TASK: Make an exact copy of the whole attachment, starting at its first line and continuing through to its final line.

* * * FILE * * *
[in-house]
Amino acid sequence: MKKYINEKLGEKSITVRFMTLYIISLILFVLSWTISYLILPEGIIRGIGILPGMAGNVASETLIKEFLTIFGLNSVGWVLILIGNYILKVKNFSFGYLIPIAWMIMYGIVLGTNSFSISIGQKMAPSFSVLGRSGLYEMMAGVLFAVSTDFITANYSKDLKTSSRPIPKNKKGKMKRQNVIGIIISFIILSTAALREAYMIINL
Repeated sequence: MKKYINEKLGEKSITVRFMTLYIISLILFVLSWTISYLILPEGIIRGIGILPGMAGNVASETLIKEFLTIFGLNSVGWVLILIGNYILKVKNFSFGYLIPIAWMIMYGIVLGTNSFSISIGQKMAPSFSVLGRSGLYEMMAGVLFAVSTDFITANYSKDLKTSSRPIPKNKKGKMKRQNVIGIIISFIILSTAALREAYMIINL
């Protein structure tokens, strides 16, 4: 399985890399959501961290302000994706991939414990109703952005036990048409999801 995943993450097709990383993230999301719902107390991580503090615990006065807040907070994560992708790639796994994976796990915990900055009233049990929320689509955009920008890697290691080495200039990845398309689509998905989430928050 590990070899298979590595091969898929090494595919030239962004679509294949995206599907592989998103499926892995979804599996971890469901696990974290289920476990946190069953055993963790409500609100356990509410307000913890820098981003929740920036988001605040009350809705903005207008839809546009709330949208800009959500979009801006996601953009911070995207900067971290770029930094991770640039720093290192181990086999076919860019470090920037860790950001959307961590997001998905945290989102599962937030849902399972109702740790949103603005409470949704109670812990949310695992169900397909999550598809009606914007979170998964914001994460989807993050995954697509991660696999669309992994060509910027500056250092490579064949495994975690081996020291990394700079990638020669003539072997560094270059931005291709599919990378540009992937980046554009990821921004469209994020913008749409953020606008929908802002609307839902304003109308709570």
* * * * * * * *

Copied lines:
[in-house]
Amino acid sequence: MKKYINEKLGEKSITVRFMTLYIISLILFVLSWTISYLILPEGIIRGIGILPGMAGNVASETLIKEFLTIFGLNSVGWVLILIGNYILKVKNFSFGYLIPIAWMIMYGIVLGTNSFSISIGQKMAPSFSVLGRSGLYEMMAGVLFAVSTDFITANYSKDLKTSSRPIPKNKKGKMKRQNVIGIIISFIILSTAALREAYMIINL
Repeated sequence: MKKYINEKLGEKSITVRFMTLYIISLILFVLSWTISYLILPEGIIRGIGILPGMAGNVASETLIKEFLTIFGLNSVGWVLILIGNYILKVKNFSFGYLIPIAWMIMYGIVLGTNSFSISIGQKMAPSFSVLGRSGLYEMMAGVLFAVSTDFITANYSKDLKTSSRPIPKNKKGKMKRQNVIGIIISFIILSTAALREAYMIINL
């Protein structure tokens, strides 16, 4: 399985890399959501961290302000994706991939414990109703952005036990048409999801 995943993450097709990383993230999301719902107390991580503090615990006065807040907070994560992708790639796994994976796990915990900055009233049990929320689509955009920008890697290691080495200039990845398309689509998905989430928050 590990070899298979590595091969898929090494595919030239962004679509294949995206599907592989998103499926892995979804599996971890469901696990974290289920476990946190069953055993963790409500609100356990509410307000913890820098981003929740920036988001605040009350809705903005207008839809546009709330949208800009959500979009801006996601953009911070995207900067971290770029930094991770640039720093290192181990086999076919860019470090920037860790950001959307961590997001998905945290989102599962937030849902399972109702740790949103603005409470949704109670812990949310695992169900397909999550598809009606914007979170998964914001994460989807993050995954697509991660696999669309992994060509910027500056250092490579064949495994975690081996020291990394700079990638020669003539072997560094270059931005291709599919990378540009992937980046554009990821921004469209994020913008749409953020606008929908802002609307839902304003109308709570």